A lie does not consist in the indirect position of words, but in the desire and intention, by false speaking, to deceive and injure your neighbour. — Jonathan Swift

A nice man is a man of nasty ideas. — Jonathan Swift

Argument is the worst sort of conversation. — Jonathan Swift

The bulk of mankind is as well equipped for flying as thinking. — Jonathan Swift

Censure is the tax a man pays to the public for being eminent. — Jonathan Swift

It is a maxim among these lawyers, that whatever hath been done before, may legally be done again: and therefore they take special care to record all the decisions formerly made against common justice and the general reason of mankind. — Jonathan Swift

There's none so blind as they that won't see. — Jonathan Swift

The tiny Lilliputians surmise that Gulliver's watch may be his god, because it is that which, he admits, he seldom does anything without consulting. — Jonathan Swift

Every dog must have his day. — Jonathan Swift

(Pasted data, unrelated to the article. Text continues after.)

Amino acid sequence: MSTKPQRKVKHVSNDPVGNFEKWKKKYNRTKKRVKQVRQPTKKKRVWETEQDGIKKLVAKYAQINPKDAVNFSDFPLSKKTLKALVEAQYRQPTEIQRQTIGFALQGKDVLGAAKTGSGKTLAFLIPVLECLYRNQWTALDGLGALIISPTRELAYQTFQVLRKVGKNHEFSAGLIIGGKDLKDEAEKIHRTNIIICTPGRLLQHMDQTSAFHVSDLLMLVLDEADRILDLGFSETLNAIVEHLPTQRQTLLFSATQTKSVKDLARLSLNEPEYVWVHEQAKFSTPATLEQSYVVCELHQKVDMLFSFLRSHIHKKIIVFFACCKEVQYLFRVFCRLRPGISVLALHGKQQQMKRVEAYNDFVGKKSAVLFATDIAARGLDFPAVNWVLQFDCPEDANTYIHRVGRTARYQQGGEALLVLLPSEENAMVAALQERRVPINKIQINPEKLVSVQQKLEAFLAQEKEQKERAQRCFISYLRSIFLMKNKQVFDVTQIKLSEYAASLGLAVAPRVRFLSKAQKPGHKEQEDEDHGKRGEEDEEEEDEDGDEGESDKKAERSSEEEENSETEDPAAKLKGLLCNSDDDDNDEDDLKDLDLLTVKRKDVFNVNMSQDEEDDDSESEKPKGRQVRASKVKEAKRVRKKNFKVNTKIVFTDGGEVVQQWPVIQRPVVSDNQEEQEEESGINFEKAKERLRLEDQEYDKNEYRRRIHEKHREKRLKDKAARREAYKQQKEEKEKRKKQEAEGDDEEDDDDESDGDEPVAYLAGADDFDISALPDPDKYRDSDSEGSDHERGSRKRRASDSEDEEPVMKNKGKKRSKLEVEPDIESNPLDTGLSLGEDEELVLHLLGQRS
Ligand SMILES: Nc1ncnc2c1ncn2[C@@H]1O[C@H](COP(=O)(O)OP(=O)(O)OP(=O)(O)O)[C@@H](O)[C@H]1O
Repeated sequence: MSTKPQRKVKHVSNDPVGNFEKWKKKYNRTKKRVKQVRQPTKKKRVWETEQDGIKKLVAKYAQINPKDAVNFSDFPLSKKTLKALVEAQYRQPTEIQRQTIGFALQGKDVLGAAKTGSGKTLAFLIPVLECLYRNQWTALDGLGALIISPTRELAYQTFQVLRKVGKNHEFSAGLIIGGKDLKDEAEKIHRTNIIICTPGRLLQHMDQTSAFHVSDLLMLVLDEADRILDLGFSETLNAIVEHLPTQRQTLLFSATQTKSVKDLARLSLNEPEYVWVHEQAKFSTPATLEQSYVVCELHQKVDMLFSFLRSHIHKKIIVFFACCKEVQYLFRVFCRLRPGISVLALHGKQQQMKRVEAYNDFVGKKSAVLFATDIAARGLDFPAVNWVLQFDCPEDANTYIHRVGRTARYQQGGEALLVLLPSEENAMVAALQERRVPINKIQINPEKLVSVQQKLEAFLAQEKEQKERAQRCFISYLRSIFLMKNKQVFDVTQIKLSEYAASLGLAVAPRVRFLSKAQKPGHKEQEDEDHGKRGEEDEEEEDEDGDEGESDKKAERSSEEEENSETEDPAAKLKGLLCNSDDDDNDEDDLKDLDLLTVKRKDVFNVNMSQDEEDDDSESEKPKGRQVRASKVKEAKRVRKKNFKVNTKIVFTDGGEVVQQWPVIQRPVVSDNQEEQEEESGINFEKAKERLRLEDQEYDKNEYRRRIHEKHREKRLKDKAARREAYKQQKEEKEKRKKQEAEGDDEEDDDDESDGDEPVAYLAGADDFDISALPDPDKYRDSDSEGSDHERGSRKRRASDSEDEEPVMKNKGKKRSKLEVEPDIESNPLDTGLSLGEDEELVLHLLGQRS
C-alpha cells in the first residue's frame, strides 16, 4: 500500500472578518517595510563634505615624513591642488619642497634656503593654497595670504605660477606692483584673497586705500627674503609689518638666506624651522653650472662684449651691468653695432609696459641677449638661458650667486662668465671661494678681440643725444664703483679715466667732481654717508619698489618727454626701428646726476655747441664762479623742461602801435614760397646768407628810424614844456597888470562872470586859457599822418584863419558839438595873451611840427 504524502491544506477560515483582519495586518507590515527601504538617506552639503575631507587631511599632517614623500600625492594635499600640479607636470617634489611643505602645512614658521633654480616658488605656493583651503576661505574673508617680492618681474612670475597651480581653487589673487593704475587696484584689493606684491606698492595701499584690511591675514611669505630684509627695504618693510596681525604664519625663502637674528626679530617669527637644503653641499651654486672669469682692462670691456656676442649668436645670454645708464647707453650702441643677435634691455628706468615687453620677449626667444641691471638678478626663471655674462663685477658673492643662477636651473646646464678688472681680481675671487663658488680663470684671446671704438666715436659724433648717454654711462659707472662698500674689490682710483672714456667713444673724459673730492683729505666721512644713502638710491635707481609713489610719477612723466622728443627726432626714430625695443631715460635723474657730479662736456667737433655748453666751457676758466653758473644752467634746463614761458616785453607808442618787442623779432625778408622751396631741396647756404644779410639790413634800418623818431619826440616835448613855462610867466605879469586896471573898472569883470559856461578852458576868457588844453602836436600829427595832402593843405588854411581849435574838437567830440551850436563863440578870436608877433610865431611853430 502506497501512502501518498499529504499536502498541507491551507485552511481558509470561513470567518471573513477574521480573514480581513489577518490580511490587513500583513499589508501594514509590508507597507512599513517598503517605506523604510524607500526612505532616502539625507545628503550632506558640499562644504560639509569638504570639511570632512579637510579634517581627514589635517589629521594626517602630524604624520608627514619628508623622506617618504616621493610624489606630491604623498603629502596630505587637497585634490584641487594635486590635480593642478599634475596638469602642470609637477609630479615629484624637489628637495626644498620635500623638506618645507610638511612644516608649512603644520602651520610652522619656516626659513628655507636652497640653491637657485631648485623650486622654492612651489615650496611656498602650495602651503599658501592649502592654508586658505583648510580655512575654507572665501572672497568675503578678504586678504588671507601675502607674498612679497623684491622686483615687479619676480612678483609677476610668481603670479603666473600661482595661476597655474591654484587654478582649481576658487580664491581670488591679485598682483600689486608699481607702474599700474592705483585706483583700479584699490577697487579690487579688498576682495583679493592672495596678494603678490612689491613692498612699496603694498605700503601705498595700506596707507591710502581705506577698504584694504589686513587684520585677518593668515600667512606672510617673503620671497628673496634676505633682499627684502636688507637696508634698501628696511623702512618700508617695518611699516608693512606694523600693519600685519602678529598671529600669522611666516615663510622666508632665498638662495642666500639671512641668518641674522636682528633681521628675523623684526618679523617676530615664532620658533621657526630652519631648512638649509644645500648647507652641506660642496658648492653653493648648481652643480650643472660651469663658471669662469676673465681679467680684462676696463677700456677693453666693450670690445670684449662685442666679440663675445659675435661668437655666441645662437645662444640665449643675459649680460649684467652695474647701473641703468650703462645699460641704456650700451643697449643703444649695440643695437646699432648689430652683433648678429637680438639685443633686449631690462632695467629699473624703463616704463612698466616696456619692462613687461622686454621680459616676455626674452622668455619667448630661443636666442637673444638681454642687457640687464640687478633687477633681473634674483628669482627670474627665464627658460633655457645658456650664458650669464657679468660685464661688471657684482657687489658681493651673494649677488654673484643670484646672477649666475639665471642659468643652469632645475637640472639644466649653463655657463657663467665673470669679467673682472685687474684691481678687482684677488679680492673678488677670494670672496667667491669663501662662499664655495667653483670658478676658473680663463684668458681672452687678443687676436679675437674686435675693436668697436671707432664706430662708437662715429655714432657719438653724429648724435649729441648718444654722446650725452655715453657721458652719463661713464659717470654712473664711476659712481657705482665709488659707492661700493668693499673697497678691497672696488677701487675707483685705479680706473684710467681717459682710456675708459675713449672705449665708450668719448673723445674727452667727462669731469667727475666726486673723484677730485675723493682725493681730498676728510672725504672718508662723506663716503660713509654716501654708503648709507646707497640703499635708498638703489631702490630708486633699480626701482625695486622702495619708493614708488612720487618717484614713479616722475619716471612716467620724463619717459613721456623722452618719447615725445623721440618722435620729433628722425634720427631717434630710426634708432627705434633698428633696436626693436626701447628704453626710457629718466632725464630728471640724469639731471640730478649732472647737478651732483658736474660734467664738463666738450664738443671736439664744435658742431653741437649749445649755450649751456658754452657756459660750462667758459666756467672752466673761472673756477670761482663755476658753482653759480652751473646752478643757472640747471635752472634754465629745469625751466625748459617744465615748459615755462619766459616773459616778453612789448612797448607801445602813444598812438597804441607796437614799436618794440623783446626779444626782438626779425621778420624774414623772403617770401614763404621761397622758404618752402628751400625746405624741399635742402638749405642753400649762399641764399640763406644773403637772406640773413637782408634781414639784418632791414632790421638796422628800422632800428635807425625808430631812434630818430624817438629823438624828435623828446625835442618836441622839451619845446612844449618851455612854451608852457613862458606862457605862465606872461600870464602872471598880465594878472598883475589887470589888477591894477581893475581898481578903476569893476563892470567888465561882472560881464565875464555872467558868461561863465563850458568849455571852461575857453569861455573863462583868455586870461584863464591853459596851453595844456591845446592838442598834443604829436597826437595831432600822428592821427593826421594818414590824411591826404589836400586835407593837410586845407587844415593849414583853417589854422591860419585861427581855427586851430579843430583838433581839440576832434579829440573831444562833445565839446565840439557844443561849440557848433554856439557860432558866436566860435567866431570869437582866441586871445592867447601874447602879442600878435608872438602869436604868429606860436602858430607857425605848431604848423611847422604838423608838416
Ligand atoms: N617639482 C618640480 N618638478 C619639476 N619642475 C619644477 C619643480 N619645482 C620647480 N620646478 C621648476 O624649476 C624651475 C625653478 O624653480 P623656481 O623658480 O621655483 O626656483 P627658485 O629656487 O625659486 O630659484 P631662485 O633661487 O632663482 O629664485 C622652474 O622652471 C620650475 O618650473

Under this window in stormy weather I marry this man and woman together; Let none but Him who rules the thunder Put this man and woman asunder. — Jonathan Swift

The most positive men are the most credulous. — Jonathan Swift

There is no vice which mankind carries to such wild extremes as that of avarice. — Jonathan Swift

There are few, very few, that will own themselves in a mistake. — Jonathan Swift

My nose itched, and I knew I should drink wine or kiss a fool. — Jonathan Swift

... the atheists, libertines, despisers of religion ... that is to say all those who usually pass under the name of Free-thinkers. — Jonathan Swift

They say fingers were made before forks, and hands before knives. — Jonathan Swift

A wise person should have money in their head, but not in their heart. — Jonathan Swift